Another critical institution that should have also aided in this fight against perennial bad governance and other multifarious evils in the nation today is the National Assembly. Succinctly, they are the mouthpiece of the masses and the people’s representatives. Regrettably, the people’s representatives at the National Assembly have turned to the proverbial dog sent on an errand to the gods by a pack of dogs to dialogue with the gods on ways to advance the course of the dogs, but the errand dog got there only to jollify, wine and dine with the gods, as well as sort ways to advance its personal course, thereby jettisoning its main mission to the gods. To put the records straight, the onus is on the people’s representatives (senators and rep members) to straighten out all these myriad of problems bedevilling the nation. Sadly, they tend to be a major part of the national problem as they appear to represent their pockets instead of the people.

Recall that the 2021 budget presented by the executive recently earmarked a whopping N128 billion for running the National Assembly alone – an increase of N3 billion when compared to budgetary allocation in past years. Alas, the amount allocated for National Assembly is approximately one-third of the amount earmarked for the entire health ministry that is allegedly battling COVID 19 pandemic ravaging country. Far above that, this increase in National Assembly budget by N3 billion is coming on the heels of dwindling revenue generation occasioned by COVID 19 global pandemic. Moreover, while the salaries and allowances earned by lawmakers in other climes are publicly published, the salaries and allowances of Nigerian lawmakers tend to be shrouded in mystery. It has been reported by various sources that the monthly aggregate salary of a senator in Nigeria is N29,479,749 or thereabout; this amount is equivalent to $77,788 at the current exchange rate. If the aforesaid amount earned by a Nigerian senator is anything to go by, one can then explain why elections for this public office over time have always been a tug of war. This same picture also applies to other public offices in Nigeria. In my treatise entitled, “Redefining Nigeria’s political and socio-economic problems and remedies-Part 2”, which was published in The News Chronicle of September 18, 2020, I did mention the need to make public offices less enticing and virtuous by reducing the bogus emoluments of public office holders, as well as enacting harsh laws against corruption by public officeholders. Need I add here that Nigerian lawmakers should also be placed on the national minimum wage.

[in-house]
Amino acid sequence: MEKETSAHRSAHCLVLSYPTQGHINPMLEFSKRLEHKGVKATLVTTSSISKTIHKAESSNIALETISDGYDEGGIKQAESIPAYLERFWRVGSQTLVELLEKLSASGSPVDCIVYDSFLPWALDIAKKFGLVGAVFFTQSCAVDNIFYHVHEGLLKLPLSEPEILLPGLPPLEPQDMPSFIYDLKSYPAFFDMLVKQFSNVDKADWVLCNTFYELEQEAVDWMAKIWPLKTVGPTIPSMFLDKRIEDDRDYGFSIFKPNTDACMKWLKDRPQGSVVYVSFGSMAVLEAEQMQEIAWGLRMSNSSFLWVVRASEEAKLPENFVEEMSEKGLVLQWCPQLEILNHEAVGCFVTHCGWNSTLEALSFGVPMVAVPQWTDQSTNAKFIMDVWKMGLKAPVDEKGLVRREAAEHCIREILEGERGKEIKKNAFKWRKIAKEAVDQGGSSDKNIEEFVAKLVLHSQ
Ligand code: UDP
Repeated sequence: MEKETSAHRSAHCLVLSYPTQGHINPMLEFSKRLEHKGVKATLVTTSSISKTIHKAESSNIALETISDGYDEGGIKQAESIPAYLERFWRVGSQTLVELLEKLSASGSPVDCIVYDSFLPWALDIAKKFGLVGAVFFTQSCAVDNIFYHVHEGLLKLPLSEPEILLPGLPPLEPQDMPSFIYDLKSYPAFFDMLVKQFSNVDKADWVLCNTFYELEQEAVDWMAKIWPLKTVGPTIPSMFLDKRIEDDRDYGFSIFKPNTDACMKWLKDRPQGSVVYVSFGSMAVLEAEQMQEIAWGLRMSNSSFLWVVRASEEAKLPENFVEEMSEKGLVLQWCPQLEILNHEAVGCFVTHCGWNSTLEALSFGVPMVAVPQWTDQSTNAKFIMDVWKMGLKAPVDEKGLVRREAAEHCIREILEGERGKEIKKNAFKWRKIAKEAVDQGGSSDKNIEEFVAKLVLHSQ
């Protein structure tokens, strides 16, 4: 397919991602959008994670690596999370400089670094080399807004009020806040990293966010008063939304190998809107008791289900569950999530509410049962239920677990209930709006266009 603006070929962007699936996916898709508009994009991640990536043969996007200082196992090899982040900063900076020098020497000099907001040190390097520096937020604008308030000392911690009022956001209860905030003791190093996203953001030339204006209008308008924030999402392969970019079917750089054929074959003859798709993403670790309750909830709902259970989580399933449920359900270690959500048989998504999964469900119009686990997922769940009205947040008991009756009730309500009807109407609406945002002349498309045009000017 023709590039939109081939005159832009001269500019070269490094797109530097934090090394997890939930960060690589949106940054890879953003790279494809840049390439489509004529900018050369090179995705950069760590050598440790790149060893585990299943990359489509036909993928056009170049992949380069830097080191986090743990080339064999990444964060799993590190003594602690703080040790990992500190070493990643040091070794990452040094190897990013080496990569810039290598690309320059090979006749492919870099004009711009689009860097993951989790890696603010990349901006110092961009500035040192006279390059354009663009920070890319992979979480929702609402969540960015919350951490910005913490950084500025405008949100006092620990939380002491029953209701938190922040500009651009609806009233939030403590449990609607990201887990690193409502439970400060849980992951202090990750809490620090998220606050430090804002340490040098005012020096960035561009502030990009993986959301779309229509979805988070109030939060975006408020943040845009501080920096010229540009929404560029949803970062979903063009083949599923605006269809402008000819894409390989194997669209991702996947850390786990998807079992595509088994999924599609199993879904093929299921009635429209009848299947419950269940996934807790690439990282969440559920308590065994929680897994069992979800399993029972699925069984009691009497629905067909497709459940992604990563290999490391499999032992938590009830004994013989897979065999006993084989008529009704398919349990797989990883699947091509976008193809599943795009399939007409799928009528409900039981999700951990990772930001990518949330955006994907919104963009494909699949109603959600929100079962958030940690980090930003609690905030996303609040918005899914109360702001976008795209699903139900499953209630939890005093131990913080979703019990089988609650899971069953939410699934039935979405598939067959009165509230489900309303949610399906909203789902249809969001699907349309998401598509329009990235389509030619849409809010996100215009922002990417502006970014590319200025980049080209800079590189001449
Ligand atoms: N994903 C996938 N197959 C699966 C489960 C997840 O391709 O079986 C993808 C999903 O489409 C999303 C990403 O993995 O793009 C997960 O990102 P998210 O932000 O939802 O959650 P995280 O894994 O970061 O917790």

A comparative analysis of salaries of lawmakers across the world would reveal that Nigerian lawmakers earn far above their counterparts in other climes. This finding corroborates an earlier report by The Economist Magazine (2013) that Nigerian legislators are the highest paid in the world. Perhaps, the annual salary of a Member of Parliament (MP) in the UK House of Commons is £81,932 (or approximately £6828 per month). In the USA, on the other hand, a lawmaker earns $174,000 per annum (or $14,500 per month).

Going further, the National Assembly ought to be a watchdog in the economy and the nation through their oversight function. Just like the proverbial dog that ate the bones kept in its custody for safeguard, they (National assembly) have also failed woefully in this aspect as revealed by several allegations of bribery and corruption hanging on their necks in the course of performing their oversight functions both in past and present times.

Today, the ultimate price we have to pay for the actions and inactions of our leaders at all levels, both past and present, is being manifested in the state of our nation; a nation that has lost its bearing; a bleeding nation; a nation that is on a brink of collapse; what a pity!

Hence, as this epic match to freedom continues, the slogan should henceforth read: “End Senators and Reps Salaries (#ENDSARS#)” or “End Senators and Reps Savagery (#ENDSARS#)”.

God bless our gallant youths in the struggle frontline.

May the souls of all those who lost their lives in the course of this historic struggle rest in perfect peace.

The writer of this article, Duruibe Stanley Chigozie, is an author, researcher and an economic and financial analyst. Email: